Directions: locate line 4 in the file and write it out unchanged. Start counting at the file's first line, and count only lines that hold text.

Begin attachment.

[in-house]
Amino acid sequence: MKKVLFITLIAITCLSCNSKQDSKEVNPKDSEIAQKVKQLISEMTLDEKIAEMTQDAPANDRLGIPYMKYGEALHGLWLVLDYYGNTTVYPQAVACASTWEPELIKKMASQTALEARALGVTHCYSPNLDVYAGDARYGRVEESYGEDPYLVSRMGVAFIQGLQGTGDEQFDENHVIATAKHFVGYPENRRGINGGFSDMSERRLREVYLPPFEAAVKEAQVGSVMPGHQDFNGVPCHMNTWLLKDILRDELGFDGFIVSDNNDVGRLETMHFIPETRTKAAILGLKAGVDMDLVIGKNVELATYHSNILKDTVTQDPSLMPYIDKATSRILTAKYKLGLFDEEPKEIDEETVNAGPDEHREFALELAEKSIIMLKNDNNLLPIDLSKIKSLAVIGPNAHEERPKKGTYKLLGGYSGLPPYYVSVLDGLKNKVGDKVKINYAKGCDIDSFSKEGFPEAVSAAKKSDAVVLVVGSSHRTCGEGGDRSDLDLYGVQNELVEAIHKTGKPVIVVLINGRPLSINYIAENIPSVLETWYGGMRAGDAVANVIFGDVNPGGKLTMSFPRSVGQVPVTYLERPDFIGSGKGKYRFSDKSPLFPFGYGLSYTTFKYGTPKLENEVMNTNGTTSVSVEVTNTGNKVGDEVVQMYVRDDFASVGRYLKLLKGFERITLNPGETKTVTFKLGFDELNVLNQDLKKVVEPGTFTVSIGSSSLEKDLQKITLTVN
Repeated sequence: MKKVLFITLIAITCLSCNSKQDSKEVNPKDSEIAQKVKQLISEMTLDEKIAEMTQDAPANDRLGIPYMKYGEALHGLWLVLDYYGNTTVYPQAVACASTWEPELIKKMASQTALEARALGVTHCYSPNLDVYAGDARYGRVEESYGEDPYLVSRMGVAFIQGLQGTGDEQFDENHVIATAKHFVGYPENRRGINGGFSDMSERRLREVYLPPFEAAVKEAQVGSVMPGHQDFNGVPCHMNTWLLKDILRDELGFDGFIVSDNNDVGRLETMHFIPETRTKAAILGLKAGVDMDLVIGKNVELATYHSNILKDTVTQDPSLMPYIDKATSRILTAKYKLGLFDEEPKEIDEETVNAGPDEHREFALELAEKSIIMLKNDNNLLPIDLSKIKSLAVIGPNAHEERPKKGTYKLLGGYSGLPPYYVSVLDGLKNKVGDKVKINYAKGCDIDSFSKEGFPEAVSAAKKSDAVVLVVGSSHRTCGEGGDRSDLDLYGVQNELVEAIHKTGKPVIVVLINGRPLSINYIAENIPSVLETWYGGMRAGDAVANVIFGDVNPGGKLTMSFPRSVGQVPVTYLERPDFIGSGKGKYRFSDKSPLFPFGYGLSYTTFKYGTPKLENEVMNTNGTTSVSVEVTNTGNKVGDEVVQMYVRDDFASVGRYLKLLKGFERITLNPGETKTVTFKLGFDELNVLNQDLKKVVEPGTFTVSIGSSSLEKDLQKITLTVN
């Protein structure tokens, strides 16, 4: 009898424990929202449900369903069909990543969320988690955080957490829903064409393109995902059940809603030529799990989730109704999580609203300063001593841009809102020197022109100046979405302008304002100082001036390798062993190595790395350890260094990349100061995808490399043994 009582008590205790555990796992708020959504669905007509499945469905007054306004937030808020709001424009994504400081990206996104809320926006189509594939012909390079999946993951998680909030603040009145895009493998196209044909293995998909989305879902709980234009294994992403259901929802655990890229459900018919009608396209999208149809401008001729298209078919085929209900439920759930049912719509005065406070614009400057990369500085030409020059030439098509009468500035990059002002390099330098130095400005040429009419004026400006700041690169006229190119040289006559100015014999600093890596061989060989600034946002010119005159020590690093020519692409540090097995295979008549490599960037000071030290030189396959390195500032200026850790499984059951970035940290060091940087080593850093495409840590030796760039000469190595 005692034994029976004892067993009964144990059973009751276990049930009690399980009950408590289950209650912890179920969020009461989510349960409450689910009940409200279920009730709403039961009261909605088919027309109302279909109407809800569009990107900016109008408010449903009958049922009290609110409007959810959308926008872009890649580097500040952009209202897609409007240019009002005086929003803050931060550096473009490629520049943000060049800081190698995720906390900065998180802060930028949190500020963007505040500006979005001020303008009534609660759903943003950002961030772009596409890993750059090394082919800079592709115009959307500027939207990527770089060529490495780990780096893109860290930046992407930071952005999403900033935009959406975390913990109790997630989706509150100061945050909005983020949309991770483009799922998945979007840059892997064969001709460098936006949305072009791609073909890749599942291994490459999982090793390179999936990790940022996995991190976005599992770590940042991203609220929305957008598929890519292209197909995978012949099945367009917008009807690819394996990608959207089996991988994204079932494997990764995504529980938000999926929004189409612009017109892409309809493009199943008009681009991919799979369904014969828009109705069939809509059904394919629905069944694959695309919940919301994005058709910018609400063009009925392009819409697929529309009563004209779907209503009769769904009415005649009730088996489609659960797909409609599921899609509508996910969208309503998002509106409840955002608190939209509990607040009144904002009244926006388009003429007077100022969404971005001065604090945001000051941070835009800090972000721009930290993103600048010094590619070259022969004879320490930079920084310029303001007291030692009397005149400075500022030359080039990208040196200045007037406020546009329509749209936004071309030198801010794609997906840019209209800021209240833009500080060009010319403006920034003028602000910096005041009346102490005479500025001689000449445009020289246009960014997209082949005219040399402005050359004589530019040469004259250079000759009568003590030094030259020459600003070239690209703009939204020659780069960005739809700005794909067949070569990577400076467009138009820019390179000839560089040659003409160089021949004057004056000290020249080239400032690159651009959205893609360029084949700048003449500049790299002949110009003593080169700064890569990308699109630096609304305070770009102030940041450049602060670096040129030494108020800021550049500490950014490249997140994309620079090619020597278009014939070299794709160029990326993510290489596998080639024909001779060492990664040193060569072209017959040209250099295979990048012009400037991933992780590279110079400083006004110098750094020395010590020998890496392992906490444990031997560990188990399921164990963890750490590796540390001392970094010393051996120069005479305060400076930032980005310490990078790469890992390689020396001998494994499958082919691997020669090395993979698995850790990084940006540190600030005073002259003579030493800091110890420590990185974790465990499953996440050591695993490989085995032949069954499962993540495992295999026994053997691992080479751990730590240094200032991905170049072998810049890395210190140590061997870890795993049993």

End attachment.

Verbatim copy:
């Protein structure tokens, strides 16, 4: 009898424990929202449900369903069909990543969320988690955080957490829903064409393109995902059940809603030529799990989730109704999580609203300063001593841009809102020197022109100046979405302008304002100082001036390798062993190595790395350890260094990349100061995808490399043994 009582008590205790555990796992708020959504669905007509499945469905007054306004937030808020709001424009994504400081990206996104809320926006189509594939012909390079999946993951998680909030603040009145895009493998196209044909293995998909989305879902709980234009294994992403259901929802655990890229459900018919009608396209999208149809401008001729298209078919085929209900439920759930049912719509005065406070614009400057990369500085030409020059030439098509009468500035990059002002390099330098130095400005040429009419004026400006700041690169006229190119040289006559100015014999600093890596061989060989600034946002010119005159020590690093020519692409540090097995295979008549490599960037000071030290030189396959390195500032200026850790499984059951970035940290060091940087080593850093495409840590030796760039000469190595 005692034994029976004892067993009964144990059973009751276990049930009690399980009950408590289950209650912890179920969020009461989510349960409450689910009940409200279920009730709403039961009261909605088919027309109302279909109407809800569009990107900016109008408010449903009958049922009290609110409007959810959308926008872009890649580097500040952009209202897609409007240019009002005086929003803050931060550096473009490629520049943000060049800081190698995720906390900065998180802060930028949190500020963007505040500006979005001020303008009534609660759903943003950002961030772009596409890993750059090394082919800079592709115009959307500027939207990527770089060529490495780990780096893109860290930046992407930071952005999403900033935009959406975390913990109790997630989706509150100061945050909005983020949309991770483009799922998945979007840059892997064969001709460098936006949305072009791609073909890749599942291994490459999982090793390179999936990790940022996995991190976005599992770590940042991203609220929305957008598929890519292209197909995978012949099945367009917008009807690819394996990608959207089996991988994204079932494997990764995504529980938000999926929004189409612009017109892409309809493009199943008009681009991919799979369904014969828009109705069939809509059904394919629905069944694959695309919940919301994005058709910018609400063009009925392009819409697929529309009563004209779907209503009769769904009415005649009730088996489609659960797909409609599921899609509508996910969208309503998002509106409840955002608190939209509990607040009144904002009244926006388009003429007077100022969404971005001065604090945001000051941070835009800090972000721009930290993103600048010094590619070259022969004879320490930079920084310029303001007291030692009397005149400075500022030359080039990208040196200045007037406020546009329509749209936004071309030198801010794609997906840019209209800021209240833009500080060009010319403006920034003028602000910096005041009346102490005479500025001689000449445009020289246009960014997209082949005219040399402005050359004589530019040469004259250079000759009568003590030094030259020459600003070239690209703009939204020659780069960005739809700005794909067949070569990577400076467009138009820019390179000839560089040659003409160089021949004057004056000290020249080239400032690159651009959205893609360029084949700048003449500049790299002949110009003593080169700064890569990308699109630096609304305070770009102030940041450049602060670096040129030494108020800021550049500490950014490249997140994309620079090619020597278009014939070299794709160029990326993510290489596998080639024909001779060492990664040193060569072209017959040209250099295979990048012009400037991933992780590279110079400083006004110098750094020395010590020998890496392992906490444990031997560990188990399921164990963890750490590796540390001392970094010393051996120069005479305060400076930032980005310490990078790469890992390689020396001998494994499958082919691997020669090395993979698995850790990084940006540190600030005073002259003579030493800091110890420590990185974790465990499953996440050591695993490989085995032949069954499962993540495992295999026994053997691992080479751990730590240094200032991905170049072998810049890395210190140590061997870890795993049993």